A Pioneer’s Market: How Innovation is a Vendor’s Key Differentiator

A Pioneer’s Market: How Innovation is a Vendor’s Key Differentiator


A successful vendor partnership involves innovative thinking from both institution and vendor.

"The most creative places—those that are seen as innovative—are the ones constantly looking for ways of being better. If we are simply satisfied with things as they are, we not only don’t get better, we tend to become even weaker, because people and even institutions never remain the same. They either get better or they go backwards."

—Freeman Hrabowski III, University of Maryland, Baltimore County

Vendors have many things to offer their partner institutions but one factor often gets overlooked. Innovation is key to an institution’s long-term growth. It is a way forward and a way to clearly distinguish one institution from a plethora of competitors. Many vendors may claim to offer innovative services or an innovative way of thinking, but how does an institution determine if a vendor is truly a leader in innovation?

It’s helpful first to look at what an innovator is not. Here are some guidelines:

  • An innovator does not cut corners in order to achieve results.
  • An innovator does not merely tack on an addition to pre-existing technology.
  • An innovator does not create a product built on bolted-on solutions. 

Innovation goes hand in hand with good communication and client care. In order to be innovative, vendors must have a deep understanding of what their partner institution wants and needs. Innovative vendors recognize the challenges and the end-to-end processes their customers are using every day. These vendors bring an extensive understanding and passion to their projects, using solutions that are built into their overall products and designed for optimal long-term growth.

Innovation is not limited to product development. Vendors can bring a variety of fresh perspectives to a partnership that can help institutions see their own inefficiencies and challenges in a different light. By choosing a valued, industry-leading vendor, institutions can begin to challenge their own structures and systems and adapt them to fit in the increasingly competitive landscape. By doing this, institutions are better prepared to serve students in the manner they have come to expect.

Here is what one university administrator had to say about why innovation is important to succeeding in this market:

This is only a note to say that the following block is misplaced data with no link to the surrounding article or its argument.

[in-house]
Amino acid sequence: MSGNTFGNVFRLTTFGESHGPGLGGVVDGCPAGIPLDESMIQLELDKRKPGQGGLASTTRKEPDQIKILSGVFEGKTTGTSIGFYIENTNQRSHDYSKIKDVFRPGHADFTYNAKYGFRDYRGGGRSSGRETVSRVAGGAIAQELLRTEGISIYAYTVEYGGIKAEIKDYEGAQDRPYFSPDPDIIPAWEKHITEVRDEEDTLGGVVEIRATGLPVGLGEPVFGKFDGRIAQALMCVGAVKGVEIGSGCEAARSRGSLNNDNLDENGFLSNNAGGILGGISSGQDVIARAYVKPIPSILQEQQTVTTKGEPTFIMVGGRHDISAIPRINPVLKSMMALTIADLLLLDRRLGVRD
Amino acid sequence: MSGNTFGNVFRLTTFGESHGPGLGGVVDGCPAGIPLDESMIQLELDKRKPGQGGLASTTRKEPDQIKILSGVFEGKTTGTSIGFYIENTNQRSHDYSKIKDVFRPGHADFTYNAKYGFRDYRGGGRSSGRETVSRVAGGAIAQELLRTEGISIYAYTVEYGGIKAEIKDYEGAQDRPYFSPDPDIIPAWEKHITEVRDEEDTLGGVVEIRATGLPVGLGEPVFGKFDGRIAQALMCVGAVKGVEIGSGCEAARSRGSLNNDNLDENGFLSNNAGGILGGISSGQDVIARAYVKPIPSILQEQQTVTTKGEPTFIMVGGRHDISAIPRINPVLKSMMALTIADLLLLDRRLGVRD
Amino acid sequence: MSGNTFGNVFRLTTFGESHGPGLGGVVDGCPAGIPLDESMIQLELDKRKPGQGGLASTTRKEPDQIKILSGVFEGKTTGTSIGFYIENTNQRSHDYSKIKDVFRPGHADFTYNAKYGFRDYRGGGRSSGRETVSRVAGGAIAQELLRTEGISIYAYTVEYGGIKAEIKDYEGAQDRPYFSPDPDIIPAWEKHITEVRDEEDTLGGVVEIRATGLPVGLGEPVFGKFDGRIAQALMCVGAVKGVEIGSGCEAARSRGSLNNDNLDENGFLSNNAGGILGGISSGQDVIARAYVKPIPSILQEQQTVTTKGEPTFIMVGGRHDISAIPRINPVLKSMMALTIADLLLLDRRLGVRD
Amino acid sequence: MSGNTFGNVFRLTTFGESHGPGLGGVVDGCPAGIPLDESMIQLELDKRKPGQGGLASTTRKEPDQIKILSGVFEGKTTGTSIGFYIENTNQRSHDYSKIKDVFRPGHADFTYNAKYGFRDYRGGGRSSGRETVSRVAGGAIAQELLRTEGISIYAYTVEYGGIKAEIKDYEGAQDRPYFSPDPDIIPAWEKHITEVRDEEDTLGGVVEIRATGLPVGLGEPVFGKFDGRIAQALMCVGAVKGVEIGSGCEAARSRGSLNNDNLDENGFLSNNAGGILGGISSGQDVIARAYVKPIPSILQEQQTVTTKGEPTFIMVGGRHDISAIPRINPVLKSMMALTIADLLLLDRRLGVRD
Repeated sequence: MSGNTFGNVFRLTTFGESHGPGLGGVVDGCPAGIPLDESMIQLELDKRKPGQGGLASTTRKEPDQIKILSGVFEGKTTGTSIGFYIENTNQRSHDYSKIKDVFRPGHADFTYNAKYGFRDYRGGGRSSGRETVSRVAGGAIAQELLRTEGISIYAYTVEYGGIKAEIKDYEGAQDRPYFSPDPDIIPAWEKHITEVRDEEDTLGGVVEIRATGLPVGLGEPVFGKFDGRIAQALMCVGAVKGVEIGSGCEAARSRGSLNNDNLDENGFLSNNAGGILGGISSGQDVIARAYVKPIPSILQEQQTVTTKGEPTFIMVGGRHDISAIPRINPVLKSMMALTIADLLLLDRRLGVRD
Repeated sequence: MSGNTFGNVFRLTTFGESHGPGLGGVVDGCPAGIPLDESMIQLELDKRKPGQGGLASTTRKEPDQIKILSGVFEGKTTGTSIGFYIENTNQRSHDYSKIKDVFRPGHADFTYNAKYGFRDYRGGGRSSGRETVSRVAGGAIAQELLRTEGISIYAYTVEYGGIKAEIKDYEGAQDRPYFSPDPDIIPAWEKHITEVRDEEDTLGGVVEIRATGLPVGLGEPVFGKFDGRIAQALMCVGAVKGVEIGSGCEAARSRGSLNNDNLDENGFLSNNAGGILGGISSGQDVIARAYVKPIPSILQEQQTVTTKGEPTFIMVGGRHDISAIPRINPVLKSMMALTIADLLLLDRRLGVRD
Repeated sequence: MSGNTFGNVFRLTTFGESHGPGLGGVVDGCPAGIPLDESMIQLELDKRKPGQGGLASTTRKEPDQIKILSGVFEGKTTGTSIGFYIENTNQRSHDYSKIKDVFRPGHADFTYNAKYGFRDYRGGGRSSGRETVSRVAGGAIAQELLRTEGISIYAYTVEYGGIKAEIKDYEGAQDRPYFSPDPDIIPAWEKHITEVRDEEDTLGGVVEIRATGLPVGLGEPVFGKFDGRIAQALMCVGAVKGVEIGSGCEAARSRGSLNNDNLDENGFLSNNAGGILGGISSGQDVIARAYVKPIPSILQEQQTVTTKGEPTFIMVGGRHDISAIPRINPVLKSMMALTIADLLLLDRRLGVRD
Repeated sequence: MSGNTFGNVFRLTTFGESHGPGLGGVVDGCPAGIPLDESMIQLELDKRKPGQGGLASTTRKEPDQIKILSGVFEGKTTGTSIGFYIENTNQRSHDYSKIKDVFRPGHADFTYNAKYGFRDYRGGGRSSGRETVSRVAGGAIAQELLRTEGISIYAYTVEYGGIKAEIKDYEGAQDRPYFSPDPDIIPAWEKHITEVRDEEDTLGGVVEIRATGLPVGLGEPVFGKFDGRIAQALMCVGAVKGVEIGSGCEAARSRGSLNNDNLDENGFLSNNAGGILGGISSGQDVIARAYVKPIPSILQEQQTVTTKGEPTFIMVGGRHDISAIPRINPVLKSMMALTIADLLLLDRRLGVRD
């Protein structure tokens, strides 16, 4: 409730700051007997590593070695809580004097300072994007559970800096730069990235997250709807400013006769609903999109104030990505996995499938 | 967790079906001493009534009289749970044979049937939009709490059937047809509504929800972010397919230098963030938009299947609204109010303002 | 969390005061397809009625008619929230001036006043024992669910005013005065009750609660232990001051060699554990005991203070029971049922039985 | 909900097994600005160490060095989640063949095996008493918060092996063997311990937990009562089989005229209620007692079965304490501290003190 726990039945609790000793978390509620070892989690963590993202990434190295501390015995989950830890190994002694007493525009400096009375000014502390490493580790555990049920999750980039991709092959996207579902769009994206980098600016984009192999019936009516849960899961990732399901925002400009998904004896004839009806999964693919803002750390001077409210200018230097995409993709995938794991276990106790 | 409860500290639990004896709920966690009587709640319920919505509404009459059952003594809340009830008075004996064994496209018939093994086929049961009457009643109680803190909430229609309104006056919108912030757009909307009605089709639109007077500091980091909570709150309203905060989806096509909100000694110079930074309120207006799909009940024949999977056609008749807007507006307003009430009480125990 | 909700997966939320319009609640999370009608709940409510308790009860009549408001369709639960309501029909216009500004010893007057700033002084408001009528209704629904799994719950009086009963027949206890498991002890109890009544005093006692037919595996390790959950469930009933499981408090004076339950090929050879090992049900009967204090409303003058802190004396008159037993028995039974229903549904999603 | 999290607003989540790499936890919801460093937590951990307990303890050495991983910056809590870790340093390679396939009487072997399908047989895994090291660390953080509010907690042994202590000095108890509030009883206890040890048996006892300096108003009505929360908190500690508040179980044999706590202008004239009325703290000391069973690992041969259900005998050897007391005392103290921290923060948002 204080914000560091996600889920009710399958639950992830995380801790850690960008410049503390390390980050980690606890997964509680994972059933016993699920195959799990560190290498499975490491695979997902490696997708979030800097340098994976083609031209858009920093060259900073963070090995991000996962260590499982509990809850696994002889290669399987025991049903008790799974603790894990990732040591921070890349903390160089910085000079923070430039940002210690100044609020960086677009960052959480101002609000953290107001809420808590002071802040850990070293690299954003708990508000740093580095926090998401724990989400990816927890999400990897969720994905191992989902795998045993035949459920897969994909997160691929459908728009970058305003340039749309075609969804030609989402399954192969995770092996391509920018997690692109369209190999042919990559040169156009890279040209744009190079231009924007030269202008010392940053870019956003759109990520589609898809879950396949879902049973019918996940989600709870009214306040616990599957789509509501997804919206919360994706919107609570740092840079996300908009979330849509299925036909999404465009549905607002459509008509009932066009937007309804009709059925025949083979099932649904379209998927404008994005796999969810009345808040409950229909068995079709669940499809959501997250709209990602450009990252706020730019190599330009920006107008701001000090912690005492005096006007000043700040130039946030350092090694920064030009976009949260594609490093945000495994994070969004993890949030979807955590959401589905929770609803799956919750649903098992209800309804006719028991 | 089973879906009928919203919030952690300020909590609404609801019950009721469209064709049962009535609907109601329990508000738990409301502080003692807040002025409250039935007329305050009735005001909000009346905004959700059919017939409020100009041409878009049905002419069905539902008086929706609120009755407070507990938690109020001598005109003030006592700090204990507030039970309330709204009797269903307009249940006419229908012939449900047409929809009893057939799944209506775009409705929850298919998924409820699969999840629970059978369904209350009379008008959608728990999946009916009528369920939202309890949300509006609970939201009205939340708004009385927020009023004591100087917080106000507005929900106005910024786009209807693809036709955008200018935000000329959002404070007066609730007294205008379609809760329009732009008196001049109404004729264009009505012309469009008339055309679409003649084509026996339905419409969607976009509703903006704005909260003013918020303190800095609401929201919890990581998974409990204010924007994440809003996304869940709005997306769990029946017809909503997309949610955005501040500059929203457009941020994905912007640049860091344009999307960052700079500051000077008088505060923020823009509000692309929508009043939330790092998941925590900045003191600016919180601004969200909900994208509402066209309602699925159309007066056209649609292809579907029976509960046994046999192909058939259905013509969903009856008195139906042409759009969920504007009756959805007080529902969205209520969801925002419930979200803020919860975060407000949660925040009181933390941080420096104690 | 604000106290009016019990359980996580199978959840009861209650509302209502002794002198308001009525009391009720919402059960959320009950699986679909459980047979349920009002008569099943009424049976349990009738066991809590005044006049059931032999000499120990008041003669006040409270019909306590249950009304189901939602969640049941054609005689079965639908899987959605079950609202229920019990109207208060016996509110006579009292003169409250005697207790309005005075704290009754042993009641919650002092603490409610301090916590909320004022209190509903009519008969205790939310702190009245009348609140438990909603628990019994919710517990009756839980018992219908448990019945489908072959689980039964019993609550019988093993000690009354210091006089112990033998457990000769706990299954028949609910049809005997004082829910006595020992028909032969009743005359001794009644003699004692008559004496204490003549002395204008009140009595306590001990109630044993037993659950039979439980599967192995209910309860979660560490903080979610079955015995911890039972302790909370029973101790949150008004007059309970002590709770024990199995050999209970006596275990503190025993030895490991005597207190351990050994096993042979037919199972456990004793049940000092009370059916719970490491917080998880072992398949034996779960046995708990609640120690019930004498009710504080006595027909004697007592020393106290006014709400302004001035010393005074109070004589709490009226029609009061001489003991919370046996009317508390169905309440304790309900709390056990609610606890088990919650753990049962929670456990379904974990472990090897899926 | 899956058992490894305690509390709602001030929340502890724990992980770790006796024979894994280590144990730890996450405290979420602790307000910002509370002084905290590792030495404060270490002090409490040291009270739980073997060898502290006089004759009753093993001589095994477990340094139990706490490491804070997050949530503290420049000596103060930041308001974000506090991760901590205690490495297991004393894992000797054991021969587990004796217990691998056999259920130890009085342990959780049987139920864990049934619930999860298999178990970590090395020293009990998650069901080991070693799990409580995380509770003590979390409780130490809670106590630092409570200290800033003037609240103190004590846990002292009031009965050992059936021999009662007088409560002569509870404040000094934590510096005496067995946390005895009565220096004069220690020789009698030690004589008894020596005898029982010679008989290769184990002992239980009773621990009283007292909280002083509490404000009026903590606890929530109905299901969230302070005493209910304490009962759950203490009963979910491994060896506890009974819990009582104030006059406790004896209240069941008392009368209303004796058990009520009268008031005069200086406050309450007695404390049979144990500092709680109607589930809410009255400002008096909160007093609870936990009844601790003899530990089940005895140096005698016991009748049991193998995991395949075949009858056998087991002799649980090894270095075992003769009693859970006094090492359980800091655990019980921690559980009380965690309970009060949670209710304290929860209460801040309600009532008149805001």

“Innovation is dominating where adult students buy their own education with their own funds and switch if they are not happy. To serve that 73 percent of the market well, schools need to think of students as customers. This means blending brand and innovation for the best offering, services and value.”

—Hunt Lambert, Dean of Continuing Education and Extension, Harvard University

Just as institutions must keep innovation top-of-mind when selecting a vendor partner, vendors will be choosy about which institution to formalize a partnership with. Pioneers will select institutions that also have a desire to adapt and provide services in unique ways. Higher education institutions are notorious for being slow to change and hesitant to shake up the status quo. This kind of attitude is ultimately detrimental to an institution’s long-term growth.

Here is what one industry leader had to say about this:

"If you have this cultural stance within an institution wherein they’re not open to experimenting with [a] particular vendor, that vendor could really be doomed to fail. From the vendor’s perspective, there needs to be an understanding that there is some kind of … shared culture and shared goals."

—Michelle Rhee-Weise, Senior Research Fellow, Clayton Christensen Institute for Disruptive Innovation

Innovation must be a high-priority area for institutions looking to secure their futures and adapt to the changing needs of the market. By partnering with a pioneer who understands an institution’s unique needs and can deliver sophisticated results, institutions will differentiate themselves better from their competitors.

Cost Savings and ROI

Last updated: February 1, 2021


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